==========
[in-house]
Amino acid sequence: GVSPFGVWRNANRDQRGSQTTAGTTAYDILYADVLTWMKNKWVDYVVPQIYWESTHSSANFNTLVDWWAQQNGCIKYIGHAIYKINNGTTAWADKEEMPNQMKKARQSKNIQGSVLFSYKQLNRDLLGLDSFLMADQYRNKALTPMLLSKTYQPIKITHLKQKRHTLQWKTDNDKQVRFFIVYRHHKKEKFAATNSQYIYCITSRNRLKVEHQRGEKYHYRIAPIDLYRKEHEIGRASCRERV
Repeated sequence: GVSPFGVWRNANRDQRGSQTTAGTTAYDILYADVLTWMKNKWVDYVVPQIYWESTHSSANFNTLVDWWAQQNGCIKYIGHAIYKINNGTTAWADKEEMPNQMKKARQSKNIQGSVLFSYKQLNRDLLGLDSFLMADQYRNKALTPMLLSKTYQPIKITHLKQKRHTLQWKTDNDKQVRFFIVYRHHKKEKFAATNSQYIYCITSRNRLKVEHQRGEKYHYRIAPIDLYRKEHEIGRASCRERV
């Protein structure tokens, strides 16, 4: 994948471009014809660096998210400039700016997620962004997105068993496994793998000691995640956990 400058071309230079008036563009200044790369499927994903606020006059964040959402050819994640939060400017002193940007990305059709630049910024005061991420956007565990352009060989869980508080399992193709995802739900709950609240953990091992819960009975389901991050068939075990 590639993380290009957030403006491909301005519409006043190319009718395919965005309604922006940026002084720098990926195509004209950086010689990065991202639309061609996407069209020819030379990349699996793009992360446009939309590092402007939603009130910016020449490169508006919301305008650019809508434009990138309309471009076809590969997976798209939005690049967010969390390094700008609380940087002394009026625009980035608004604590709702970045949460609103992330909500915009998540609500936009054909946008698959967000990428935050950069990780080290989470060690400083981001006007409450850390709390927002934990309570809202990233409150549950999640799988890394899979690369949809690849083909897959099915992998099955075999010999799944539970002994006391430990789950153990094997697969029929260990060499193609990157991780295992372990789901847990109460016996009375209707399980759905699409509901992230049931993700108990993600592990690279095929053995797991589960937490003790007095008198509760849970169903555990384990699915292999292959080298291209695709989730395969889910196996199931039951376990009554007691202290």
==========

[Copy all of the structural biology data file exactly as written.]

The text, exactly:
[in-house]
Amino acid sequence: GVSPFGVWRNANRDQRGSQTTAGTTAYDILYADVLTWMKNKWVDYVVPQIYWESTHSSANFNTLVDWWAQQNGCIKYIGHAIYKINNGTTAWADKEEMPNQMKKARQSKNIQGSVLFSYKQLNRDLLGLDSFLMADQYRNKALTPMLLSKTYQPIKITHLKQKRHTLQWKTDNDKQVRFFIVYRHHKKEKFAATNSQYIYCITSRNRLKVEHQRGEKYHYRIAPIDLYRKEHEIGRASCRERV
Repeated sequence: GVSPFGVWRNANRDQRGSQTTAGTTAYDILYADVLTWMKNKWVDYVVPQIYWESTHSSANFNTLVDWWAQQNGCIKYIGHAIYKINNGTTAWADKEEMPNQMKKARQSKNIQGSVLFSYKQLNRDLLGLDSFLMADQYRNKALTPMLLSKTYQPIKITHLKQKRHTLQWKTDNDKQVRFFIVYRHHKKEKFAATNSQYIYCITSRNRLKVEHQRGEKYHYRIAPIDLYRKEHEIGRASCRERV
């Protein structure tokens, strides 16, 4: 994948471009014809660096998210400039700016997620962004997105068993496994793998000691995640956990 400058071309230079008036563009200044790369499927994903606020006059964040959402050819994640939060400017002193940007990305059709630049910024005061991420956007565990352009060989869980508080399992193709995802739900709950609240953990091992819960009975389901991050068939075990 590639993380290009957030403006491909301005519409006043190319009718395919965005309604922006940026002084720098990926195509004209950086010689990065991202639309061609996407069209020819030379990349699996793009992360446009939309590092402007939603009130910016020449490169508006919301305008650019809508434009990138309309471009076809590969997976798209939005690049967010969390390094700008609380940087002394009026625009980035608004604590709702970045949460609103992330909500915009998540609500936009054909946008698959967000990428935050950069990780080290989470060690400083981001006007409450850390709390927002934990309570809202990233409150549950999640799988890394899979690369949809690849083909897959099915992998099955075999010999799944539970002994006391430990789950153990094997697969029929260990060499193609990157991780295992372990789901847990109460016996009375209707399980759905699409509901992230049931993700108990993600592990690279095929053995797991589960937490003790007095008198509760849970169903555990384990699915292999292959080298291209695709989730395969889910196996199931039951376990009554007691202290």